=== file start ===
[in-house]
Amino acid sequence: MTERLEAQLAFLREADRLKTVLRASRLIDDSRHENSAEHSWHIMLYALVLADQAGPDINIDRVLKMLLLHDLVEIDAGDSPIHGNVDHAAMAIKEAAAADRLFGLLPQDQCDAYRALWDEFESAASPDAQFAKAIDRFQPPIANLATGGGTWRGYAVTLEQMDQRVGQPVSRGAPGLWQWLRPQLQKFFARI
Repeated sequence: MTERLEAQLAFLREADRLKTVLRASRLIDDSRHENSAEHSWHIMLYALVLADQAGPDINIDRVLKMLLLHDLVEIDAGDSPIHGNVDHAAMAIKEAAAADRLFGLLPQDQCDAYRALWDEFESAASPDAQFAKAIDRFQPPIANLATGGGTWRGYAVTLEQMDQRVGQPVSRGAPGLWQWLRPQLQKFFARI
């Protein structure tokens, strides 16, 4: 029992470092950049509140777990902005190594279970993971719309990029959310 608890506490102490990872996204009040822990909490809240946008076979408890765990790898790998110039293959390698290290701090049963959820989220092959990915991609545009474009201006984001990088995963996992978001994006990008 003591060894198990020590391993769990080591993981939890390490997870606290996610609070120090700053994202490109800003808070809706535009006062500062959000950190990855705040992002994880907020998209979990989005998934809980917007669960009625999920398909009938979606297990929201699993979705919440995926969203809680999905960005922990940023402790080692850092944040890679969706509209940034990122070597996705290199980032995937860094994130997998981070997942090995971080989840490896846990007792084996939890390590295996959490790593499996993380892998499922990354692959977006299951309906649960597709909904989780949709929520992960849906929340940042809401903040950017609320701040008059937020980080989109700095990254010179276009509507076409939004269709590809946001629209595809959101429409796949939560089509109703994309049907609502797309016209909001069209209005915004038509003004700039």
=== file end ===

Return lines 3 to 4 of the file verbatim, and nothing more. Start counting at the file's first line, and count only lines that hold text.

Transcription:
Repeated sequence: MTERLEAQLAFLREADRLKTVLRASRLIDDSRHENSAEHSWHIMLYALVLADQAGPDINIDRVLKMLLLHDLVEIDAGDSPIHGNVDHAAMAIKEAAAADRLFGLLPQDQCDAYRALWDEFESAASPDAQFAKAIDRFQPPIANLATGGGTWRGYAVTLEQMDQRVGQPVSRGAPGLWQWLRPQLQKFFARI
């Protein structure tokens, strides 16, 4: 029992470092950049509140777990902005190594279970993971719309990029959310 608890506490102490990872996204009040822990909490809240946008076979408890765990790898790998110039293959390698290290701090049963959820989220092959990915991609545009474009201006984001990088995963996992978001994006990008 003591060894198990020590391993769990080591993981939890390490997870606290996610609070120090700053994202490109800003808070809706535009006062500062959000950190990855705040992002994880907020998209979990989005998934809980917007669960009625999920398909009938979606297990929201699993979705919440995926969203809680999905960005922990940023402790080692850092944040890679969706509209940034990122070597996705290199980032995937860094994130997998981070997942090995971080989840490896846990007792084996939890390590295996959490790593499996993380892998499922990354692959977006299951309906649960597709909904989780949709929520992960849906929340940042809401903040950017609320701040008059937020980080989109700095990254010179276009509507076409939004269709590809946001629209595809959101429409796949939560089509109703994309049907609502797309016209909001069209209005915004038509003004700039």